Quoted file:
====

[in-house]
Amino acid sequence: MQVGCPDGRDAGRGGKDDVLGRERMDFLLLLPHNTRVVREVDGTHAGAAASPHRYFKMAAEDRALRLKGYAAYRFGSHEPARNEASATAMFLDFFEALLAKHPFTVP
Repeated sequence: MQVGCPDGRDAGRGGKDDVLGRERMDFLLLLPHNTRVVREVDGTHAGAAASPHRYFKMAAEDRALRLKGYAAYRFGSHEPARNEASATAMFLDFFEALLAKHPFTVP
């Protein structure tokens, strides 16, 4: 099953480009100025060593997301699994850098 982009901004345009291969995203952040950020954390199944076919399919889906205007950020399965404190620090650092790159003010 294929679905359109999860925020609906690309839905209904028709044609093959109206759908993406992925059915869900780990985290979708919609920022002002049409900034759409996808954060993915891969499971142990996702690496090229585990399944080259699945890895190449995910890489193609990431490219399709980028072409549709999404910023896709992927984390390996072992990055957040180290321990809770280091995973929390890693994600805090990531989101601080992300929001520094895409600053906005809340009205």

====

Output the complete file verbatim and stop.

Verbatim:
[in-house]
Amino acid sequence: MQVGCPDGRDAGRGGKDDVLGRERMDFLLLLPHNTRVVREVDGTHAGAAASPHRYFKMAAEDRALRLKGYAAYRFGSHEPARNEASATAMFLDFFEALLAKHPFTVP
Repeated sequence: MQVGCPDGRDAGRGGKDDVLGRERMDFLLLLPHNTRVVREVDGTHAGAAASPHRYFKMAAEDRALRLKGYAAYRFGSHEPARNEASATAMFLDFFEALLAKHPFTVP
């Protein structure tokens, strides 16, 4: 099953480009100025060593997301699994850098 982009901004345009291969995203952040950020954390199944076919399919889906205007950020399965404190620090650092790159003010 294929679905359109999860925020609906690309839905209904028709044609093959109206759908993406992925059915869900780990985290979708919609920022002002049409900034759409996808954060993915891969499971142990996702690496090229585990399944080259699945890895190449995910890489193609990431490219399709980028072409549709999404910023896709992927984390390996072992990055957040180290321990809770280091995973929390890693994600805090990531989101601080992300929001520094895409600053906005809340009205």